Golden State Warriors: Why the Dubs Have to Move Forward with This Core
Things are looking up for the Golden State Warriors, since they might have finally found the core that they have long been searching for.
Entering the 2012 NBA draft, the Warriors may not have had the highest expectations with what they could get with the seventh overall pick. However, instead of trading their pick, they stuck with it and saw several players fall, including one that may turn out to be a perfect fit.
That man is Harrison Barnes, the small forward coming out of North Carolina. It was a pleasant surprise to see Barnes slip out of the top five, even as the projected second-best player in his position in this year's draft.
Barnes adds to the talented core of the Warriors, which already includes Stephen Curry, Klay Thompson, David Lee and Andrew Bogut. While he may not be a starter from the get-go, Barnes is slated to be the small forward of the future for the Warriors. He may even benefit more from playing behind a seasoned veteran like Richard Jefferson, who was once a great player in his own right.
Even with this current core in place, there may be some growing pains, especially with the young talent. That's why it may seem like a better idea to get some experienced, proven players in free agency instead of giving the young guns a few seasons to fully mesh and develop.
The problem with that, however, is that the Warriors are not exactly in a position with much cap-space flexibility. Without even having new rookies Barnes, Draymond Green and Festus Ezeli on the payroll yet, Golden State has about $56 million committed to their roster. Big contracts like Bogut's, Lee's and Jefferson's are all taking up a lot of the cap room, which means that the Warriors are unable to really make any significant pick-ups.
Should the Warriors look to spend money in free agency?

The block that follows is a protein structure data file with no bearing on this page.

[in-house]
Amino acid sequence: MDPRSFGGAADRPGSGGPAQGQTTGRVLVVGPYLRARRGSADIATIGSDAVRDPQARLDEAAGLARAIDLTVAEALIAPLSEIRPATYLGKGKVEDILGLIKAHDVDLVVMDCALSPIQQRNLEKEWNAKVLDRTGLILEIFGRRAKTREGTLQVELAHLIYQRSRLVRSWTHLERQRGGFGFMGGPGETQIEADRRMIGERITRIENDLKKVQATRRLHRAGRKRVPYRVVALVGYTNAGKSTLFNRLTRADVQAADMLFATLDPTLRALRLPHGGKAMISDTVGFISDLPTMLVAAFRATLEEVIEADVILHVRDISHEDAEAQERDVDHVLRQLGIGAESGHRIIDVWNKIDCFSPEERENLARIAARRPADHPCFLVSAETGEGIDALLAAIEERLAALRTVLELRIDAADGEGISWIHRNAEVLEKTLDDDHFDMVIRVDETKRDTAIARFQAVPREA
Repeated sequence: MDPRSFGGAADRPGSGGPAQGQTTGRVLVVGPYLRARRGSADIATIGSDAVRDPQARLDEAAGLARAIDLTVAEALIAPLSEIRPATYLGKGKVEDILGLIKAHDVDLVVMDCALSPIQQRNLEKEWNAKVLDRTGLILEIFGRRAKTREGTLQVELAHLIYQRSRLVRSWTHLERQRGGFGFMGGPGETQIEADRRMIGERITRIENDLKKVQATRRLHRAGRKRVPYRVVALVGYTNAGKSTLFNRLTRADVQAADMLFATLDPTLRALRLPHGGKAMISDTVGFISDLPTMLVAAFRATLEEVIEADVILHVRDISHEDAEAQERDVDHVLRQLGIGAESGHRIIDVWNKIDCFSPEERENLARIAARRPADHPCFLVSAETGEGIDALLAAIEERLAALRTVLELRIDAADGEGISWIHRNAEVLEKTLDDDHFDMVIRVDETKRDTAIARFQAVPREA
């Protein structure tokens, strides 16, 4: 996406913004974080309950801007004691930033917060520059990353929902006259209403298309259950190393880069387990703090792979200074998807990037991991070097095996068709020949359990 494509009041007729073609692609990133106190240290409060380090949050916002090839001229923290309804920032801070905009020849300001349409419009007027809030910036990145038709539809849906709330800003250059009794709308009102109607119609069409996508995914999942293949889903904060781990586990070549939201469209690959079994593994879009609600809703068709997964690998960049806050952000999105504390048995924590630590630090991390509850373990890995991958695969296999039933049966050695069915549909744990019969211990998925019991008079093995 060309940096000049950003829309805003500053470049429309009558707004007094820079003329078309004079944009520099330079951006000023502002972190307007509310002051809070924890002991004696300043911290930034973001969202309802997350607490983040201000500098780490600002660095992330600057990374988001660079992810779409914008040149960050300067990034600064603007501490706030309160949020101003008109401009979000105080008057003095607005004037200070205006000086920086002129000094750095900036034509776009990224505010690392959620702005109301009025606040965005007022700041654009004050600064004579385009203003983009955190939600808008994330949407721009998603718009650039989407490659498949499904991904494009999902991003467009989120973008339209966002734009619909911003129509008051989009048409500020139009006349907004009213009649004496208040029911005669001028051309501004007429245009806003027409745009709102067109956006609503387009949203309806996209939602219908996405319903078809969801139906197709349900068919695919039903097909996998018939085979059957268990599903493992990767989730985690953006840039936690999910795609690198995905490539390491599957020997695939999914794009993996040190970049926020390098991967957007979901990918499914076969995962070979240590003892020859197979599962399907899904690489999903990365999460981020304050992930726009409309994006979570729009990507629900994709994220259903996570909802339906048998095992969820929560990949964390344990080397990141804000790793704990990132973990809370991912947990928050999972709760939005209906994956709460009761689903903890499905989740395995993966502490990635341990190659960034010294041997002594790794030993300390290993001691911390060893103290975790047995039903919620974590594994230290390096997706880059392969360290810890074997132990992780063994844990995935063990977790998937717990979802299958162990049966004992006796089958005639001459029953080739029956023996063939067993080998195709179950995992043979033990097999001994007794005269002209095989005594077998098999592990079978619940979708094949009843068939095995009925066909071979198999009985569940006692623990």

The biggest needs for Golden State are in the depth of their roster, as they could use some extra help at the big-man positions. Though they do have several options for players to re-sign from free agency (Mickell Gladness, Mikki Moore, Dominic McGuire), they do also have options already on their roster.
Big-man rookie Festus Ezeli was a value pick for the Warriors who may be trying to shed the ridiculously overpaid Andris Biedrins. Even if they kept Biedrins, he and Ezeli could form a decent backup crew for the power forward and center positions on the Warriors. Biedrins does only have one more year on his contract, plus a player option, so the burden isn't overwhelming for the Warriors in terms of cap room.
In terms of other depth within the team, the Warriors still also have Dorrell Wright, Brandon Rush and Charles Jenkins, who can all play multiple positions if needed. Of these players, Wright may be expendable since the small forward of the future appears to be Barnes.
On top of that, rookie Draymond Green could become Barnes' long-term understudy with the anticipated departure of the aging Richard Jefferson sometime in the near future. If the Warriors dealt Wright to a team in need of a good-shooting wing player, they could get a decent pure power forward in exchange or maybe an upgraded backup for Stephen Curry.
What I'm getting at here is that the Warriors don't have to go out and look for some good free agents to overpay, because they have some good talent already signed to them. The current starting lineup is a very promising one for Golden State—if they can all stay healthy.
Curry and Thompson are two very good offensive threats that can shoot the lights out in the backcourt. Barnes will benefit from not having to carry his team offensively right away, and it will give him ample time to come off the bench and learn the game at a more steady pace. Lee and Bogut may be one of the better frontcourt tandems in the NBA, and they will do a great job cleaning up the glass on both ends of the floor. They also bring a nice veteran presence to a young team that still has plenty of growing to do.
Overall, this Golden State Warriors squad is looking like one of the best ones in recent memory. One of the greatest parts of this is that they are relatively young, with Jefferson being the only potential starter over the age of 30.
The results may not come right away for the Warriors and their fans, but this is a patient franchise and fanbase that will certainly give this young group time to develop their games and grow as a team. Though the past few years have been tough in Oakland, there may finally be a reason to instill some hope into this season's Golden State Warriors.
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